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HQ 952497

December 15, 1992

CLA-2 CO:R:C:M 952497 LTO


TARIFF NO.: 8413.91.10

Mr. Robert Burke
Mr. Lawrence M. Friedman
Barnes, Richardson & Colburn
200 East Randolph Drive
Suite 7920
Chicago, Illinois 60601

RE: Fuel-Injector Bodies ("diesel"); 8409; 8481; EN 84.13; NY 866871

Dear Mr. Burke and Mr. Friedman:

This is in response to your letter of August 28, 1992, on behalf of Cummins Engine Company, Inc. (Cummins), requesting the classification of a fuel-injector body under the Harmonized Tariff Schedule of the United States (HTSUS). You have asked this office to reconsider the denial of your request for internal advice by the District Director of Customs, Detroit, Michigan.


The article in question is a fuel-injector body used exclusively in Cummins compression-ignition ("diesel") engines. The body is a hollow metal forging with a generally cylindrical shape. One side of the body is flared and formed to accept a solenoid-operated control valve. The bottom of the body is threaded to accept other components including a nozzle which protrudes into the top of the combustion chamber to deliver fuel. The injector body, nozzle and solenoid together comprise a fuel- injector unit.

Fuel enters the injector unit through the body retainer and into the control valve at the top of the injector body. Inside the injector body is a plunger (one of two plungers in the fuel- injector unit) which controls the timing of the fuel injection and the metering of fuel to be injected.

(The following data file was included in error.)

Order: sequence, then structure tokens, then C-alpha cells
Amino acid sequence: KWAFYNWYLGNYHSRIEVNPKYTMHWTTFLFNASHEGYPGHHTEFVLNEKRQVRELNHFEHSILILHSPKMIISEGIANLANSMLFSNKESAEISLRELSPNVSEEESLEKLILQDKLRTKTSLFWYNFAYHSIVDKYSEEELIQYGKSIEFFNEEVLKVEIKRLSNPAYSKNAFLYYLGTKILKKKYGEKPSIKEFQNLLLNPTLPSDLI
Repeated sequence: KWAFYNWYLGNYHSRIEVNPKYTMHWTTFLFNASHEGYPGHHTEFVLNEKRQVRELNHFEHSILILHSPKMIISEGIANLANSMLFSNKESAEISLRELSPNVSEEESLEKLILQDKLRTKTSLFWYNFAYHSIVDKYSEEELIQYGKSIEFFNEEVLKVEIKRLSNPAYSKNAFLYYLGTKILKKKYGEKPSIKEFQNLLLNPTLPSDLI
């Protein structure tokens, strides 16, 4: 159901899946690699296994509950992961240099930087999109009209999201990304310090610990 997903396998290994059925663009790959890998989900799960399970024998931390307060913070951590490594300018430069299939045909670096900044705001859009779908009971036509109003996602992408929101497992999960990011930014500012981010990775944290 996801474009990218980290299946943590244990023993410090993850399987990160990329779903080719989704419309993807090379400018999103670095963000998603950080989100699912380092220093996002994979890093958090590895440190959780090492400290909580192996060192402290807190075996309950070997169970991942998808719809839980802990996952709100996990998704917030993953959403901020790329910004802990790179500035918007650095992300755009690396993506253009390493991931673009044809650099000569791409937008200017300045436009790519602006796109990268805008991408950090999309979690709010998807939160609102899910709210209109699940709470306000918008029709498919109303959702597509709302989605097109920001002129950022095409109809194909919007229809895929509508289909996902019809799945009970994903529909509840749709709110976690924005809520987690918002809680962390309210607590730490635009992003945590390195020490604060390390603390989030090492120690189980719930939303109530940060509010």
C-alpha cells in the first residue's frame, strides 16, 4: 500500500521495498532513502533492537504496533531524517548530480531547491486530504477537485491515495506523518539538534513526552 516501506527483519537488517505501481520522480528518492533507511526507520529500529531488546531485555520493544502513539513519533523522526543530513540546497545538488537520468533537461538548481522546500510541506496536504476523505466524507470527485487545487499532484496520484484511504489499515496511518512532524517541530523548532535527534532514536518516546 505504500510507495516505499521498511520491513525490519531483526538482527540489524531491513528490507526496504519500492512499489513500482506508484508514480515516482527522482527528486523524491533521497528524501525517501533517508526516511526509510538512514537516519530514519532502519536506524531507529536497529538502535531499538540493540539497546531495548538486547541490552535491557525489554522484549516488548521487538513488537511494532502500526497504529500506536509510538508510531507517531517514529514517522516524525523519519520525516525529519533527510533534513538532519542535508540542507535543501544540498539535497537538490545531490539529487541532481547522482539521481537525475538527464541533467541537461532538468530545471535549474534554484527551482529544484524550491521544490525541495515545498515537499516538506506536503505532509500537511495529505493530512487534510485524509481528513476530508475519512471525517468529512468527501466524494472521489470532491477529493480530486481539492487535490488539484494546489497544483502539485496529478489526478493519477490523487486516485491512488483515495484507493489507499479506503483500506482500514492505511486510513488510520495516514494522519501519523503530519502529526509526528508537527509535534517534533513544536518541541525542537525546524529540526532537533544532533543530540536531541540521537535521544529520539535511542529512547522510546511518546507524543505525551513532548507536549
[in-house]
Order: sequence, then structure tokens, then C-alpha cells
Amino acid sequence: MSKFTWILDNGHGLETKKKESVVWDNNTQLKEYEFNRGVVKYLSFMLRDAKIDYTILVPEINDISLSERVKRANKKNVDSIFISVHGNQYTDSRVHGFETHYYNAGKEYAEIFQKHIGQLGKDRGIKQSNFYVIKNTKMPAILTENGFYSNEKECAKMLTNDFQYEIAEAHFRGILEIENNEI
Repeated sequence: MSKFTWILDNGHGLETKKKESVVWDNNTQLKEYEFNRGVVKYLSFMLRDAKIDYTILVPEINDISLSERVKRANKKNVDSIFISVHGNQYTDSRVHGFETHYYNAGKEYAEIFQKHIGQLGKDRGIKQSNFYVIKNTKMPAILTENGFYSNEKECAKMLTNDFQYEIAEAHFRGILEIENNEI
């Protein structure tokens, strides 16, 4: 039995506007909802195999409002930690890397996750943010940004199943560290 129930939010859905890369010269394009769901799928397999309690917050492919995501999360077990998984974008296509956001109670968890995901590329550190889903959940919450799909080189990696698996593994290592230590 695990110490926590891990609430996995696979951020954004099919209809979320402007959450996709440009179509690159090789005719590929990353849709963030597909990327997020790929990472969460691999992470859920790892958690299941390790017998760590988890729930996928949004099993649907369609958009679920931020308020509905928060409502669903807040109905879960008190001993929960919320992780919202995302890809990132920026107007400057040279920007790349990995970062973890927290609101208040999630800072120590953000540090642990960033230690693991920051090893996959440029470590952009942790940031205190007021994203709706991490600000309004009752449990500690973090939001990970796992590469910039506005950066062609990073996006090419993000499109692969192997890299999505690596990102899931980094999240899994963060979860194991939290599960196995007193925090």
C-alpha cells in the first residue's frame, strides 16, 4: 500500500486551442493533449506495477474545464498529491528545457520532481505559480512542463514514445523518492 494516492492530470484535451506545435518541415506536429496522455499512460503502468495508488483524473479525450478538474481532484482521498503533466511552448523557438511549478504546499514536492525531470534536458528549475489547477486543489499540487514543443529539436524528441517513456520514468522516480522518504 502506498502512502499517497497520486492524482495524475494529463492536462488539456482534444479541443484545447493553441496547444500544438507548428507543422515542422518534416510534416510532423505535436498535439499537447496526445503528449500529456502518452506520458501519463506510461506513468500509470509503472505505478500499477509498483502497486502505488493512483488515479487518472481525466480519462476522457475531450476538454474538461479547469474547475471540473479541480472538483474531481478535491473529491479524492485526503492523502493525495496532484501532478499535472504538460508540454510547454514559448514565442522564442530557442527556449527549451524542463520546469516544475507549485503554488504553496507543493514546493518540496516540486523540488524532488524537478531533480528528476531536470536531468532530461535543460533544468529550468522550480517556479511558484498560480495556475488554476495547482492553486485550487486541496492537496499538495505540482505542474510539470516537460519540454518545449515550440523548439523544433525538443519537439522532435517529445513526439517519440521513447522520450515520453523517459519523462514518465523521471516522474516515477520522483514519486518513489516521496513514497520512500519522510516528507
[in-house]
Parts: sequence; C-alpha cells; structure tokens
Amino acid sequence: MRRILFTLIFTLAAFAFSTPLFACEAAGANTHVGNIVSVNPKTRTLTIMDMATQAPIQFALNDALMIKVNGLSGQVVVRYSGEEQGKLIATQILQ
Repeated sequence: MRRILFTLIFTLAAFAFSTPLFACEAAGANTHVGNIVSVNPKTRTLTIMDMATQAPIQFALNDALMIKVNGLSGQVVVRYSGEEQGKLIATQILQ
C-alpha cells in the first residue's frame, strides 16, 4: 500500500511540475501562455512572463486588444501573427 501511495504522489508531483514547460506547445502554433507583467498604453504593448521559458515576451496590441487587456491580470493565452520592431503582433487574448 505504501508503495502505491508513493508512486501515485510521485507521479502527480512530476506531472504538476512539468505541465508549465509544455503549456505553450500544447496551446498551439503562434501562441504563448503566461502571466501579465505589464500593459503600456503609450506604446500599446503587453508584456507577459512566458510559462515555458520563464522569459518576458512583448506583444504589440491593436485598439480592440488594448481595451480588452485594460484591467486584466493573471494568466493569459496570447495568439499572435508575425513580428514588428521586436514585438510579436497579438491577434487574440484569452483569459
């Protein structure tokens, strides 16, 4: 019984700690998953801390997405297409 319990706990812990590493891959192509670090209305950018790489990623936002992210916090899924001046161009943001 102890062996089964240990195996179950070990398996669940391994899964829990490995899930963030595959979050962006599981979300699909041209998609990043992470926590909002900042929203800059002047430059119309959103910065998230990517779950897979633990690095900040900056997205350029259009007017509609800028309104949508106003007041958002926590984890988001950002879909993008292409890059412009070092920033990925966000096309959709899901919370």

The plunger is operated by a mechanical linkage connected to the camshaft. An electronic control unit sends signals to the - 2 -
control valve to end metering or start injection by controlling the flow of fuel into the fuel-injector unit. When the upper plunger is retracting, fuel flows into a metering chamber at the bottom of the unit and moves the lower plunger as well. When the solenoid valve is opened, fuel flow to the metering chamber is stopped and the lower plunger stops. However, flow commences through the solenoid valve to the upper plunger thus forming a hydraulic link between the upper and lower plungers. As the upper plunger moves down (under the influence of the camshaft linkage), it forces fuel back through the control valve until the valve closes. This action forces the lower plunger to move downward and thus forces fuel from the metering chamber to the nozzle.

The opening in the nozzle atomizes fuel into droplets of the appropriate size to promote combustion. The timing of this cycle precisely meters the amount of fuel flowing into the combustion chamber and achieves optimum fuel economy while limiting emissions and smoke.


Whether the fuel-injector body is classifiable as a part of a fuel-injector pump for a compression-ignition engine under Heading 8413, HTSUS.


The General Rules of Interpretation (GRI's) to the HTSUS govern the classification of goods in the tariff schedule. GRI 1 states in pertinent part that "for legal purposes, classification shall be determined according to the terms of the headings and any relative section or chapter notes . . . ."